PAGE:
These Are a Few of My Favourite Things (About Evolution): Pt. 1

I recently had a conversation with a friend of mine that had to do with some of the more amazing things we knew from evolutionary theory, which got me thinking about some of the things I’ve learned that have shocked/delighted me the most. I was about to put it all together into one post, but then I thought better of it, and decided to milk this idea for all it’s worth.

Thus, I will be have several posts, that will relate to that theme (read the title if you still don’t know what it is.)

The first crazy thing from evolution that I love is the Lancet Fluke ( or Dicrocoelium dendriticum), and it’s reproductive system (which is pictured above).

From wikipedia (where else…):

Dicrocoelium dendriticum spends its adult life inside the liver of its host (cattle and sheep mostly). After mating, the eggs are excreted in the feces.

The first intermediate host, the terrestrial snail (Cochlicopa lubrica in the United States), eats the feces, and becomes infected by the larvalparasites. The larvae (or miracidium) drill through the wall of the gut and settle in its digestive tract, where they develop into a juvenile stage. The snail tries to defend itself by walling the parasites off in cysts, which it then excretes and leaves behind in the grass.

The second intermediate host, an ant (Formica fusca in the United States), uses the trail of snail slime as a source of moisture. The ant then swallows a cyst loaded with hundreds of juvenile lancet flukes. The parasites enter the gut and then drift through its body. Most of the cercariae encyst in the haemocoel of the ant and mature into metacercariae, but one moves to the sub-esophageal ganglion (a cluster of nerve cells underneath the esophagus). There, the fluke takes control of the ant’s actions by manipulating these nerves. As evening approaches and the air cools, the infected ant is drawn away from other members of the colony and upward to the top of a blade of grass. Once there, it clamps its mandibles onto the top of the blade and stays there until dawn. Afterward, it goes back to its normal activity at the ant colony. If the host ant were to be subjected to the heat of the direct sun, it would die along with the parasite. Night after night, the ant goes back to the top of a blade of grass until a grazing animal comes along and eats the blade, ingesting the ant along with it, thus putting lancet flukes back inside their host. They live out their adult lives inside the animal, reproducing so that the cycle begins again. Infected ants may contain 100 metacercariae, and a high percentage of ants may be infected. Typical infections in cattle may be in the tens of thousands of adult worms.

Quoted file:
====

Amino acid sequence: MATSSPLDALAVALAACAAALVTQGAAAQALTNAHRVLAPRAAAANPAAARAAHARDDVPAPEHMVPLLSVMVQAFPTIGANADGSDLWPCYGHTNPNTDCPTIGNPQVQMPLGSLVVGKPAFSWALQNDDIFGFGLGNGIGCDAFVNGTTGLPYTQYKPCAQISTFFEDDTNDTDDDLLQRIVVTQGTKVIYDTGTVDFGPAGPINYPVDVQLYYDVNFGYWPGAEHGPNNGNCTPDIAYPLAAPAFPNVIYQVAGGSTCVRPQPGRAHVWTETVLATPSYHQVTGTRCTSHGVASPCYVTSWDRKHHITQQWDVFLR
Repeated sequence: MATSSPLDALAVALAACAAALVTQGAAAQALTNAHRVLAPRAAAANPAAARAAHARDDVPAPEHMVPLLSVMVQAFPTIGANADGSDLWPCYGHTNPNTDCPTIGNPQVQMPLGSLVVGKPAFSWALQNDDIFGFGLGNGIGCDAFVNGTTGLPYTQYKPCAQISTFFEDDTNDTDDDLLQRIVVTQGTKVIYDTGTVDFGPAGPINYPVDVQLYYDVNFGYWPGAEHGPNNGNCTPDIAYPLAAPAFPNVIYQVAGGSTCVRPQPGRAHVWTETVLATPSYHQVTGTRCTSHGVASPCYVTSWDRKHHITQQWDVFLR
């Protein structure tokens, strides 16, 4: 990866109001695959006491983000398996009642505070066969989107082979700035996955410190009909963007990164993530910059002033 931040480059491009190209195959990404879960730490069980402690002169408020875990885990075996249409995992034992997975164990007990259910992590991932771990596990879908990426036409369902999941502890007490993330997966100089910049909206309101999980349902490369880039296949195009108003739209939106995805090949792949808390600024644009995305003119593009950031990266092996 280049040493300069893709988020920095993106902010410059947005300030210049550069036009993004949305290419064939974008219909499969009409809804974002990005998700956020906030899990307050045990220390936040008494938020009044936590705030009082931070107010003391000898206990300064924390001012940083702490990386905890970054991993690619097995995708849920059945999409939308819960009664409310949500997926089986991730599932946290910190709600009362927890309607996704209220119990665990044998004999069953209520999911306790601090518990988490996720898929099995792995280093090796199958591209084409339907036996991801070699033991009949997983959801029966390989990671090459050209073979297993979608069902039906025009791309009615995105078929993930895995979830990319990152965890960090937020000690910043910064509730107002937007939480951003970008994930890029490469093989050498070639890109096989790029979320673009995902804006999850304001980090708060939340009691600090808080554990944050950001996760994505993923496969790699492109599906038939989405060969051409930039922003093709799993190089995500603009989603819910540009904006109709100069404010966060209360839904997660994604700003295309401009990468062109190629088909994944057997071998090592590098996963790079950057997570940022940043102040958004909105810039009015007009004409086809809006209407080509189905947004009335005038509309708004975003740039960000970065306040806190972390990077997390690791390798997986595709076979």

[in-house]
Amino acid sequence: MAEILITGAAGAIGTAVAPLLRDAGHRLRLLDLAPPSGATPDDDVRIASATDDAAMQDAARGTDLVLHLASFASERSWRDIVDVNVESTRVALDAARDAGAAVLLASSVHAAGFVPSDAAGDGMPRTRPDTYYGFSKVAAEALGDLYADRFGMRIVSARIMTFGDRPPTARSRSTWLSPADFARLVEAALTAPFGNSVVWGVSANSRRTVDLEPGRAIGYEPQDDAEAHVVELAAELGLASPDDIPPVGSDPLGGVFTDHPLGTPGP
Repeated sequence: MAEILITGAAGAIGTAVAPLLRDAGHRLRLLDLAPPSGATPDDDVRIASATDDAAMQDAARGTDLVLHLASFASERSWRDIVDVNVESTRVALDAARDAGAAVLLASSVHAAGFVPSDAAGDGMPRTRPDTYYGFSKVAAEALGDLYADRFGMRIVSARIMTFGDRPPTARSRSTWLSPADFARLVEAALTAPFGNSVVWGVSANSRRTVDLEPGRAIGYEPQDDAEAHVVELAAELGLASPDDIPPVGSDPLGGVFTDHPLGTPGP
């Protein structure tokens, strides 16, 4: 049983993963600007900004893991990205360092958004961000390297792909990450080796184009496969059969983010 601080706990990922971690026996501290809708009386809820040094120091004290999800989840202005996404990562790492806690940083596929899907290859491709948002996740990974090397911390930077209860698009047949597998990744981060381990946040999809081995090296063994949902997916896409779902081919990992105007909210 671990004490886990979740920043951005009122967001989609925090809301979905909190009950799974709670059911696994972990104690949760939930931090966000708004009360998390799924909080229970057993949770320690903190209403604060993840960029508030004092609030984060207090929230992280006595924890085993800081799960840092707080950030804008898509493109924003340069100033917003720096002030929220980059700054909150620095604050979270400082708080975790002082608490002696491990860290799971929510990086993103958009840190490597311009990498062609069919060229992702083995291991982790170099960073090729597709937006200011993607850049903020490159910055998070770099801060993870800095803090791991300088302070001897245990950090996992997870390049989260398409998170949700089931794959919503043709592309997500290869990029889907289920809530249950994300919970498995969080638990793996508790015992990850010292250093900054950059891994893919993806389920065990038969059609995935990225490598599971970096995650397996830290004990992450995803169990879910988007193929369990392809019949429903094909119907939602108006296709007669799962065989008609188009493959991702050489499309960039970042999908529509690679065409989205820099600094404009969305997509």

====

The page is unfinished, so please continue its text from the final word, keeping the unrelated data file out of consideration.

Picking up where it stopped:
Yeah, that’s right, that parasite requires 3 different hosts, one of which it TAKES CONTROL OF in order to reproduce and live out its life cycle.

If that doesn’t cause your jaw to drop…well I just don’t know what will.


About dontdontoperate

28 year old originally from Barrie, Ontario, Canada. H.B.Sc. from UofT with a major in chemistry and a double minor in philosophy and math. M.Sc. from UofT in physiology and neuroscience. Finished my Ph.D. in biomedical engineering at McMaster in the fall of 2013.
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2 Responses to These Are a Few of My Favourite Things (About Evolution): Pt. 1

  1. Pingback: These Are a Few of My Favourite Things (About Evolution): Pt. 2: Endogenous Retroviruses | Dontdontoperate's Blog

  2. Pingback: These Are a Few of My Favourite Things (About Evolution): Pt. 3: Endosymbiosis | Dontdontoperate's Blog

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